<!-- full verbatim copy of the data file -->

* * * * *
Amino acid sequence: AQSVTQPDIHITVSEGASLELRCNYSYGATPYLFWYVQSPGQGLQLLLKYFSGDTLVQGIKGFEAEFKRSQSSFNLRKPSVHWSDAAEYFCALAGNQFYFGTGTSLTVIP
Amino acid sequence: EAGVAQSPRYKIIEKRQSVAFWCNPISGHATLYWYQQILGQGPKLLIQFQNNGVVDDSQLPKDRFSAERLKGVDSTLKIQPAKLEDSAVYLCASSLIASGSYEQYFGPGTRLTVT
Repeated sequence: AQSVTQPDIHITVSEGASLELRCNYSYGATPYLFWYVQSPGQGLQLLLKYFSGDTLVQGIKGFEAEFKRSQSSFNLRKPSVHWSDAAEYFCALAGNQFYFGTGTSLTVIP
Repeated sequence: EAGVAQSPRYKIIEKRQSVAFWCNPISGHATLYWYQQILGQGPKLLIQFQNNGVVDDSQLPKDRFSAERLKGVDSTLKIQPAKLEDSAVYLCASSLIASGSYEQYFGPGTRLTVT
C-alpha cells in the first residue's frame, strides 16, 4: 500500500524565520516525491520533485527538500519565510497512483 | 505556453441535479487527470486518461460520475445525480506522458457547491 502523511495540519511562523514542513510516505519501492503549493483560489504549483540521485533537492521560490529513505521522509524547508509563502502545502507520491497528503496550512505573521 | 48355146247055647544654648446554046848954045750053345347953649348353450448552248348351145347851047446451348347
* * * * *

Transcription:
Amino acid sequence: AQSVTQPDIHITVSEGASLELRCNYSYGATPYLFWYVQSPGQGLQLLLKYFSGDTLVQGIKGFEAEFKRSQSSFNLRKPSVHWSDAAEYFCALAGNQFYFGTGTSLTVIP
Amino acid sequence: EAGVAQSPRYKIIEKRQSVAFWCNPISGHATLYWYQQILGQGPKLLIQFQNNGVVDDSQLPKDRFSAERLKGVDSTLKIQPAKLEDSAVYLCASSLIASGSYEQYFGPGTRLTVT
Repeated sequence: AQSVTQPDIHITVSEGASLELRCNYSYGATPYLFWYVQSPGQGLQLLLKYFSGDTLVQGIKGFEAEFKRSQSSFNLRKPSVHWSDAAEYFCALAGNQFYFGTGTSLTVIP
Repeated sequence: EAGVAQSPRYKIIEKRQSVAFWCNPISGHATLYWYQQILGQGPKLLIQFQNNGVVDDSQLPKDRFSAERLKGVDSTLKIQPAKLEDSAVYLCASSLIASGSYEQYFGPGTRLTVT
C-alpha cells in the first residue's frame, strides 16, 4: 500500500524565520516525491520533485527538500519565510497512483 | 505556453441535479487527470486518461460520475445525480506522458457547491 502523511495540519511562523514542513510516505519501492503549493483560489504549483540521485533537492521560490529513505521522509524547508509563502502545502507520491497528503496550512505573521 | 48355146247055647544654648446554046848954045750053345347953649348353450448552248348351145347851047446451348347